Wednesday, February 3, 2016

Sounds of Life Cardigan

Let me introduce Sounds of Life, a new cardigan pattern with a great relaxed fit, generous pockets, and a standup collar. I chose a very special yarn for this one and I'd love to share my discovery with you!

I discovered Cestari Traditional 2 Ply while I was visiting Tolt last year. It was a yarn I’d never noticed before, though it isn’t new. When I picked it up I was immediately intrigued by its unique feel - soft and buttery, but very woolly and rustic at the same time. I could feel and smell the lanolin still in it and once I cast on, I was delighted to discover the occasional bit of straw as I worked. It wasn’t constant or anything, but each little speck was a sweet reminder of the life the sheep who had grown that wool might have lived. In researching Cestari further, I found a delightful sentiment on their website about this very experience. Company owner, Francis Chester was quoted as saying, “If you put his yarn to your ears, you can almost hear the sounds of life within it.” I couldn’t resist naming the sweater Sounds of Life after that wonderful quote.

I had been throwing around the idea of a good, solid workhorse of a cardigan, something versatile and wearable with a stand-up collar and functional pockets - the perfect PNW sweater, in other words - and when I discovered this yarn, the idea solidified.

I was originally a bit skeptical about the marled colors, even though I was also really drawn to them. I worried that the finished fabric would end up muddy or ugly. I was so wrong about that, though. The fabric is tweedy and interesting and beautiful in all the best ways. Several of my testers used Cestari for their sweaters too, a couple of them in the black/white marled colorway, and I’m now a complete convert to marled yarn. I even got myself another sweater’s worth of the marled black/light gray the last time I was at Tolt - stay tuned for more on that!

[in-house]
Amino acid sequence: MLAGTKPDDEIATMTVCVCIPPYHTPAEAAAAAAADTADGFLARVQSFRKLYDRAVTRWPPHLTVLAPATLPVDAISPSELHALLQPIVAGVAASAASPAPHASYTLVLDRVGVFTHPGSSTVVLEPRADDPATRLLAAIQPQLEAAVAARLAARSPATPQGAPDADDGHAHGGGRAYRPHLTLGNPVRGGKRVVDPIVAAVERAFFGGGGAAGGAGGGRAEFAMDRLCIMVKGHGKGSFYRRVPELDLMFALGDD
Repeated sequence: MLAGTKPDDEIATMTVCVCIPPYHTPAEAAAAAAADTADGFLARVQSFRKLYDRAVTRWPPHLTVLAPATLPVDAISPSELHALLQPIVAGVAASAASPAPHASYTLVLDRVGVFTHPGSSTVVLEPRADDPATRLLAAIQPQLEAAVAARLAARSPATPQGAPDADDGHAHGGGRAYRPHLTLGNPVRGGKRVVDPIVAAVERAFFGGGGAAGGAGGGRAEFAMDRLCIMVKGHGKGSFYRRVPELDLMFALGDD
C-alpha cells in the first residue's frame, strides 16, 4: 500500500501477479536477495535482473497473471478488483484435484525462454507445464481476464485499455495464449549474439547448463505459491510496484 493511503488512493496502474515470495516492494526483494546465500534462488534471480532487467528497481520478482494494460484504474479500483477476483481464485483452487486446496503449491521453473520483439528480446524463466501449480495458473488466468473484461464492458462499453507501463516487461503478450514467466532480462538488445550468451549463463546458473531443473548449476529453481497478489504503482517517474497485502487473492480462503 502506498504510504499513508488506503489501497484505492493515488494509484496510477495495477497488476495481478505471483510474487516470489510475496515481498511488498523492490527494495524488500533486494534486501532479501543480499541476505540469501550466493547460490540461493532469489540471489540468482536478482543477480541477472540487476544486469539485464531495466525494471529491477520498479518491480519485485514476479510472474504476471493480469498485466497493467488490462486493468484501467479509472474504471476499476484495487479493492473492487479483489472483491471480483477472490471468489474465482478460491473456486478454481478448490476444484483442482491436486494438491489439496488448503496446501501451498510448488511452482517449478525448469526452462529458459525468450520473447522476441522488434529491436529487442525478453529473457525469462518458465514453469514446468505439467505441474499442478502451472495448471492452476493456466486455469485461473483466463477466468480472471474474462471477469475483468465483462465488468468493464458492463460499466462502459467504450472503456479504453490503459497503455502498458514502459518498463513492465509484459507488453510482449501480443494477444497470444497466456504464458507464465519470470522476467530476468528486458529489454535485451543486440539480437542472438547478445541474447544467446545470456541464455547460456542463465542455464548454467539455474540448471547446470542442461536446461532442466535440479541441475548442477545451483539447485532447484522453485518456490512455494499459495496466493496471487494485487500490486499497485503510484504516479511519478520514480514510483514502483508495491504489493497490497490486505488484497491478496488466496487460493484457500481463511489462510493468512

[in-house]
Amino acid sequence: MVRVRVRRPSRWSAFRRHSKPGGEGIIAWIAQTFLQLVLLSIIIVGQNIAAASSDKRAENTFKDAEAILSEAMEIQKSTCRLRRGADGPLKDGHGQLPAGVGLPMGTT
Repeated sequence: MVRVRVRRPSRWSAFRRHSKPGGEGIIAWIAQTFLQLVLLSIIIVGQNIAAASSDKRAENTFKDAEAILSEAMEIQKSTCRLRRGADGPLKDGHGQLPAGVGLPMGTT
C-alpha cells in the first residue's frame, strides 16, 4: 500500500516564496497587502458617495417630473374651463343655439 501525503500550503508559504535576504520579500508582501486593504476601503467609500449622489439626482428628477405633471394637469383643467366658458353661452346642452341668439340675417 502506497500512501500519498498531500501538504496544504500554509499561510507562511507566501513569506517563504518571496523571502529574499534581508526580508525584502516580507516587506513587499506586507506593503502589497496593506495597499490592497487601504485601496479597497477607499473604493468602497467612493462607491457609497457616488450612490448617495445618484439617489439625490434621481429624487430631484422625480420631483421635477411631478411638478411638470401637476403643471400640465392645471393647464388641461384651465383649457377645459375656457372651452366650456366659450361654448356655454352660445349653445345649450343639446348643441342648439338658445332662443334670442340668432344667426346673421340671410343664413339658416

I've worn the sample quite a lot - it was hard for me to put it in the mail and let the folks at Tolt borrow it! At first glance, this sweater might seem somewhat plain, but here are a few of the special details that I really love:

Rolled edgings bordering the ribbing gives a relaxed exposed-seams look while staying nice and neat

Subtle waist shaping, carefully-designed set-in sleeves, and short row shoulder shaping makes a great fit. The intended fit is generous enough to wear over your wool base layer or plaid button-up, while keeping a flattering look. I made mine (the 34 in/86.5 cm size) with three inches of positive ease, and I recommend choosing a size that’s about 2-4 in/ 5-10 cm larger than your bust circumference.

The pockets! The openings are angled to make them particularly useful, both for hand-warming and keeping things in, and the size is generous. These pockets are definitely not just for decoration!

The stand-up collar adds extra versatility - if you need a bit of extra warmth, button it up all the way, or fold it down if you’re warming up a bit. Working the cardigan in a fairly stiff yarn like the Cestari Traditional 2-ply in the sample or Istex Lettelopi is most likely to give you that stand-up collar look. A softer yarn can be a wonderful choice, but be aware that your collar might lay a bit more flatly on your neck if you pick something with more drape.

Construction: Get the best of both the seamed and seamless worlds! The body is worked in one piece seamlessly with the shoulders joined with 3-needle bind-off, and the sleeves are worked in the round to the sleeve caps. Then the caps are worked back and forth in rows and then they’re sewn in using Mattress stitch. The beauty of this construction is that it minimizes seams where they’re less necessary for resisting stretching - along the sides of the body and insides of the sleeves - and puts seams where they’re most helpful for keeping your sweater in shape for years to come - at the armholes and shoulders.